The global commitment to eradicate poverty in all its forms, reconciling economic, social and environmental goals, has resulted in a few simple truths. Photo: UNDP / Guatemala


Three years into the adoption of the 2030 Agenda, we are now ready to extract some lessons on SDG implementation. The global commitment to eradicate poverty in all its forms, reconciling economic, social and environmental goals, has resulted in a few simple truths. Fundamentally, all actions are either adaptations to existing contexts, or disruptions that transforms the very ecosystem of development.

Consider the cactus, as it adapts to a hostile environment. It thrives to the extent that it does NOT transform. It stores water in the stems, and only nourishes at night. A slight change to this configuration and the cactus "drowns" or "dries up". It is perfectly adapted to a severe context of deprivations. And yet, we cannot stop asking: which other plants could flourish if the environment changed?

The complex problems of the 2030 Agenda in Latin America and the Caribbean—the eradication of extreme poverty, the reduction of emissions to achieve the 1.5 degree Celsius goal, the transformation of overcrowded cities into green and dynamic centres—all deal with the dilemma of either “improving the cactus” or “transforming the desert”.

In these first three years, we identify five challenges that emerge from this dilemma.

1. The first is moving beyond a gap-by-gap approach to development to a focus on intertwined transformations. We intuitively understand that urban renewal and multidimensional poverty reduction or energy transitions are complex development problems. An yet, the way ministries are structured tends to hinder holistic public policies that address root causes of problems and their multiple dimensions. Ministries of Health, Education, Social Development, Finance or Agriculture tend to have separate budgets with agendas that do not talk to each other.

Redefining problems from multiple perspectives is also insufficient. We need to create incentives for “intersectorality”, in the budget, in the decision-making power and in the impact of interventions. Undoubtedly, the priority is to emphasize the local, the territorial spaces and groups, and from the territorial, to rise in the political leadership towards presidential agendas.

2. The second challenge is that the lack of data sometimes leads to inaction. Innovation is key to reaching excluded groups and places if we are to succeed in leaving no one behind. Today mobile technologies enable what 10 years ago seemed like a dream. Today, governments build massive household registries that continuously measure the impact of public policy interventions towards the SDGs. This is a great achievement, considering that a decade ago most countries had only a census and intermittent demographic and household surveys. Today, Honduras, for example, can track four million people using mobile technology, geo-referencing needs and linking these to dozens of government interventions. This is a quantum leap in its capacity to reduce multidimensional poverty. Technology has also enabled a detailed mapping of child malnutrition and is helping tailor more effective public policies targeted to leaving no one behind.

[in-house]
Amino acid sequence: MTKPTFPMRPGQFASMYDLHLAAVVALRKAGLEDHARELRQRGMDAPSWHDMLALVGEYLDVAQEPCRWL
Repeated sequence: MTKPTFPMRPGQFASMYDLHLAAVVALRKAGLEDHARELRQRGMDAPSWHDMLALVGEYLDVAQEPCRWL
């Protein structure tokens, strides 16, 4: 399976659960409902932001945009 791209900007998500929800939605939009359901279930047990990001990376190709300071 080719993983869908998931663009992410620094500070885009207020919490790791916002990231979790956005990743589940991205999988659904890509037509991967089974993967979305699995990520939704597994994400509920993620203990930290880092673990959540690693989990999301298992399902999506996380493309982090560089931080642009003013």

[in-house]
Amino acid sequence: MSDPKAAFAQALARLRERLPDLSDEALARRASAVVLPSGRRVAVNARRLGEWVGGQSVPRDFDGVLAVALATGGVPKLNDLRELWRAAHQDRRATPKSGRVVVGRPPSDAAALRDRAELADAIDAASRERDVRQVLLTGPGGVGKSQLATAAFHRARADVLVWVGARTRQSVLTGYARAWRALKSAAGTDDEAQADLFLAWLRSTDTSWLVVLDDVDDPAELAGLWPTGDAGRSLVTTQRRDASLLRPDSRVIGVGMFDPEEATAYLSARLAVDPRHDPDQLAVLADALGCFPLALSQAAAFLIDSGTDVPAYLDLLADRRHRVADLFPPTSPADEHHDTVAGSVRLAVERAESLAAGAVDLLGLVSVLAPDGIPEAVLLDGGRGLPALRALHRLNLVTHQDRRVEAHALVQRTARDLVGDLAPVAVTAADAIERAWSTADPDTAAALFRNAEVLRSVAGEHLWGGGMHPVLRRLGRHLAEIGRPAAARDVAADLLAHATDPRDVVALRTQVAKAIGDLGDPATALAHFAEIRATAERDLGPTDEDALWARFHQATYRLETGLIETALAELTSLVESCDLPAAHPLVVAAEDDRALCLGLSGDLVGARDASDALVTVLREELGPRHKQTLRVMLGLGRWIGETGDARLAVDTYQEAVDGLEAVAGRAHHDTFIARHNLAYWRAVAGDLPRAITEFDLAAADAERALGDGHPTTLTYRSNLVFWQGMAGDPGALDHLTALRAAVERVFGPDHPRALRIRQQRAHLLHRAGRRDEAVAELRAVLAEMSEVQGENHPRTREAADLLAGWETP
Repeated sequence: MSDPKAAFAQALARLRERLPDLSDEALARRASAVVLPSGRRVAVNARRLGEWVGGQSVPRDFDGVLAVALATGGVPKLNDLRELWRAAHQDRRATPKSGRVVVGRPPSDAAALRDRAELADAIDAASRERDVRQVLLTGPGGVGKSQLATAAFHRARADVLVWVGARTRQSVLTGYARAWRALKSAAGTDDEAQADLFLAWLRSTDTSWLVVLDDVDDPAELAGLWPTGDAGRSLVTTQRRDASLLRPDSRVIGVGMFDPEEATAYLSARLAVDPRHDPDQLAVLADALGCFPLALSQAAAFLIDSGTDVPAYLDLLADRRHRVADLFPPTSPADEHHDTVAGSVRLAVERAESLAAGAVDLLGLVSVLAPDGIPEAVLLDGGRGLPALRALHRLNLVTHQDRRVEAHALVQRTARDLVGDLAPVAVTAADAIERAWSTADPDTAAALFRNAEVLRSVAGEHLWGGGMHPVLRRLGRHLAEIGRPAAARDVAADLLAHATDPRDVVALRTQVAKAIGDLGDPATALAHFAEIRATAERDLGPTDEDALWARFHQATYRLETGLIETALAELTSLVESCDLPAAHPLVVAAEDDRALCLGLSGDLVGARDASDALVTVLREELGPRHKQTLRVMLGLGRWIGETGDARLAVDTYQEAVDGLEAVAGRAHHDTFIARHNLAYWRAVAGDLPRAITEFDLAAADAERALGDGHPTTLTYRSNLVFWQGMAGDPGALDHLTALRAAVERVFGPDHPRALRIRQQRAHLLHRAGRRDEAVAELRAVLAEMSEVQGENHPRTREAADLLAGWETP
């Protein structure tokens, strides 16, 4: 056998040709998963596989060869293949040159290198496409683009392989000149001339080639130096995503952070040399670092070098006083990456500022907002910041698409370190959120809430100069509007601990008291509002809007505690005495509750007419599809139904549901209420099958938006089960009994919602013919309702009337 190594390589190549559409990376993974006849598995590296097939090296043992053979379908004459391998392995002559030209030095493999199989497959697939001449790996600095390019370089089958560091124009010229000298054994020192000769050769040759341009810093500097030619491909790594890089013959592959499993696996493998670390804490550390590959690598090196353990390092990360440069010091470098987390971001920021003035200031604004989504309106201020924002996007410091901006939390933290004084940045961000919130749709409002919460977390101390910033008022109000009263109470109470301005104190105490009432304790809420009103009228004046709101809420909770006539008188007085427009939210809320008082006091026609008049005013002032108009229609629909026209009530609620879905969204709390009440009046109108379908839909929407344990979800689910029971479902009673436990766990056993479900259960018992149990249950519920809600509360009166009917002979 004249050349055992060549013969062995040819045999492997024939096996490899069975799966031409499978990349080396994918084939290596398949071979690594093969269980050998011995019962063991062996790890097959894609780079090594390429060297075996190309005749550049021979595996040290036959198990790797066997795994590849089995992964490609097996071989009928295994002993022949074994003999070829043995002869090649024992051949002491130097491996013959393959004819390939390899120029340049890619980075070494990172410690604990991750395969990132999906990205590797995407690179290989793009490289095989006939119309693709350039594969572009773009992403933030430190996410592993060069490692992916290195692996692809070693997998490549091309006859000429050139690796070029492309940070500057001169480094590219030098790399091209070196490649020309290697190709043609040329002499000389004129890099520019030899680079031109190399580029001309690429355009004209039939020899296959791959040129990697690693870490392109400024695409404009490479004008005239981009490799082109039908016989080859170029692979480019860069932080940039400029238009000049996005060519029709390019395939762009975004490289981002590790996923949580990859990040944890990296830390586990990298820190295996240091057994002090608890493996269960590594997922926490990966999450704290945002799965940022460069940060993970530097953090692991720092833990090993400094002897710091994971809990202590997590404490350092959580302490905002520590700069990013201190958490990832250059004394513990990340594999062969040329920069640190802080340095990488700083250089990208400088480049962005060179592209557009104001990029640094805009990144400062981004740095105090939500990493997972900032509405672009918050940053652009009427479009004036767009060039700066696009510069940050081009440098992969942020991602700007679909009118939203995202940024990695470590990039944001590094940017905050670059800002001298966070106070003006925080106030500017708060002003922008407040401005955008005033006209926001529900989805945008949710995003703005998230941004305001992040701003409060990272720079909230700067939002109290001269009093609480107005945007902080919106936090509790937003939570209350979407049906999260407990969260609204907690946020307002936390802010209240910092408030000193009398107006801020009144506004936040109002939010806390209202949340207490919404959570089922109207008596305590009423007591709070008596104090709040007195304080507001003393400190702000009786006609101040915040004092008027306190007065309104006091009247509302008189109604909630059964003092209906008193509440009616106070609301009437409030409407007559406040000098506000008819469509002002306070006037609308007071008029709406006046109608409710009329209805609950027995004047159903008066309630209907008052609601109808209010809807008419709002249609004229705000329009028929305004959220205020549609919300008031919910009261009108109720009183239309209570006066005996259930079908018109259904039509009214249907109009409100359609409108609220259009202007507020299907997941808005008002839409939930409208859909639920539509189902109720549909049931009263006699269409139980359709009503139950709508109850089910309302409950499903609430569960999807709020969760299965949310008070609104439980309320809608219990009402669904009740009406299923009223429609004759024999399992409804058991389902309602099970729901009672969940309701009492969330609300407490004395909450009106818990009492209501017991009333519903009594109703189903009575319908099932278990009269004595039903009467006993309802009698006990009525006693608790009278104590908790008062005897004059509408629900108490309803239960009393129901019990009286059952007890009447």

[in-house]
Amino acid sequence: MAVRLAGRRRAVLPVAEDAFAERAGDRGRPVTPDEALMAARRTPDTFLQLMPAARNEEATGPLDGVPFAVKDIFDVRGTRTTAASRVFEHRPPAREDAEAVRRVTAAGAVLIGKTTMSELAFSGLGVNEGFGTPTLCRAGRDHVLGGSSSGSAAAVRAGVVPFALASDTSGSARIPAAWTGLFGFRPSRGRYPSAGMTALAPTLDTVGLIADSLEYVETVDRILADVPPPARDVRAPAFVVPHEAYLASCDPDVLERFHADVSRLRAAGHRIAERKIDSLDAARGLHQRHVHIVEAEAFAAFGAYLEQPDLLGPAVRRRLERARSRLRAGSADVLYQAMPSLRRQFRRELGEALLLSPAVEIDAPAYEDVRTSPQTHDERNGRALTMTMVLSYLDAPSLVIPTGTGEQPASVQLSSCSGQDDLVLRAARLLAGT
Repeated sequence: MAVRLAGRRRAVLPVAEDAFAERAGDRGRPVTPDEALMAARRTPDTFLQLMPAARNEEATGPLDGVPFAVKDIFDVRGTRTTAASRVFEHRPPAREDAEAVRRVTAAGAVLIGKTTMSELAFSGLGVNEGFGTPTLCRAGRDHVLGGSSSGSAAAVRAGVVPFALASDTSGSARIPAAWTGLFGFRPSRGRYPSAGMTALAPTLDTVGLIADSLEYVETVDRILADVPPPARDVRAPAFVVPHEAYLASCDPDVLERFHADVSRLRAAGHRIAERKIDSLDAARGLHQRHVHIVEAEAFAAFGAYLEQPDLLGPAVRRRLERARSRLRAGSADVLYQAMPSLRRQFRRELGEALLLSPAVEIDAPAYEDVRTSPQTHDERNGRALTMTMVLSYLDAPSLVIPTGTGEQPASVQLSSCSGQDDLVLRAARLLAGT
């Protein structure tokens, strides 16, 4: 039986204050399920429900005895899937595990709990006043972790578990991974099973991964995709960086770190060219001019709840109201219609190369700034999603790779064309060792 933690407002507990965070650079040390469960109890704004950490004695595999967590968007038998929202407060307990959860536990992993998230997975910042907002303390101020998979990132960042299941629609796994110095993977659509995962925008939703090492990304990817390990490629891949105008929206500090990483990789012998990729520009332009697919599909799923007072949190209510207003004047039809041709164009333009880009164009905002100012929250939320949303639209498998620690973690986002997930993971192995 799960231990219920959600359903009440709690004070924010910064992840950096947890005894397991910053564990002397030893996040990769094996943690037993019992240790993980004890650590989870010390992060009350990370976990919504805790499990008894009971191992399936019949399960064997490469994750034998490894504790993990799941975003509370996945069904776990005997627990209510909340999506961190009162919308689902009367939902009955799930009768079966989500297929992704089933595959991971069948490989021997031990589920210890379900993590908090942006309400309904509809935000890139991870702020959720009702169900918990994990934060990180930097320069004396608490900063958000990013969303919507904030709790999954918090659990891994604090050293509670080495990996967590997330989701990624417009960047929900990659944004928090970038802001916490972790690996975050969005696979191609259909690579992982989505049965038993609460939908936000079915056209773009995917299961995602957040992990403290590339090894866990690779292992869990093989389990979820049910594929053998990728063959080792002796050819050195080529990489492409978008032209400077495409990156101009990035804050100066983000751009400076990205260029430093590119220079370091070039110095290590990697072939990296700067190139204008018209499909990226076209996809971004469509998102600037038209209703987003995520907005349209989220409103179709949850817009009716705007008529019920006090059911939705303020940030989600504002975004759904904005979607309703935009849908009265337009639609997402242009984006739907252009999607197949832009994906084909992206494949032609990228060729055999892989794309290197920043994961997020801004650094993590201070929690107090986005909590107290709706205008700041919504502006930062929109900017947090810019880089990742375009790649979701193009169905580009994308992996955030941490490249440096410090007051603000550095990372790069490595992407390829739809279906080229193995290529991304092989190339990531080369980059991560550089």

3. Leaving no one behind means building a favorable environment for the most vulnerable groups and places —and not simply filling gaps. UNDP works with governments at the local level, mapping hotspots that identify the highest rates of maternal mortality, child malnutrition, multidimensional poverty and dozens of other social, economic and environmental indicators. This helps create composite hotspot maps for the SDGs, where hard exclusions by gender, ethnicity, race, migrant status continue to keep groups excluded. It also allows redefining places where policy interventions can help level the floor, empower and recognize the rights of traditionally excluded peoples.

4. Do we finance the usual winners or do we generate new parameters to redefine what it means “to win”? The region is going through a fragile economic and political moment. The International Monetary Fund cut its growth forecast for 2018 (from 2.0 to 1.6%) just above the rate of population growth. The electoral cycle is at a peak, with six presidential elections this year and five next year. To top it off, the impact of hurricanes and other natural disasters continue to take a toll on these countries, and the hurricane season is still ongoing.

There is less fiscal space today than 10 years ago in the region. At a time when public finances are contracting, an important space opens up for the private sector, so-called B corporations, which balance purpose and profit, triple impact investments, development impact bonds and new instruments oriented toward emerging sectors of the economy.

5. Finally there is the "who cares politically about this agenda" problem. We live under the tyranny of short-term political cycles, normally lasting a 4 or 5 years. Thinking beyond government policies towards long-lasting policies, 15 years or more, is usually perceived as utopic. And yet, in all of the countries of the region there is a concern for the causes and not only the effects of short-term crises. This broadens the spectrum of appropriation of the Agenda, while raising the ambition of the SDGs to assist countries to transform their horizon of what is possible, creating “oases in deserts”.

The great challenge presented by the 2030 Agenda for the countries is to re-think (and re-design) traditional development models and generate the instruments to change the environments of the most vulnerable actors. Only by generating structural transformations can they boost gains in the economic, social and environmental realms, leaving no one behind.

Icon of SDG 01 Icon of SDG 10

UNDP Around the world

You are at UNDP Singapore global policy centre
Go to UNDP Global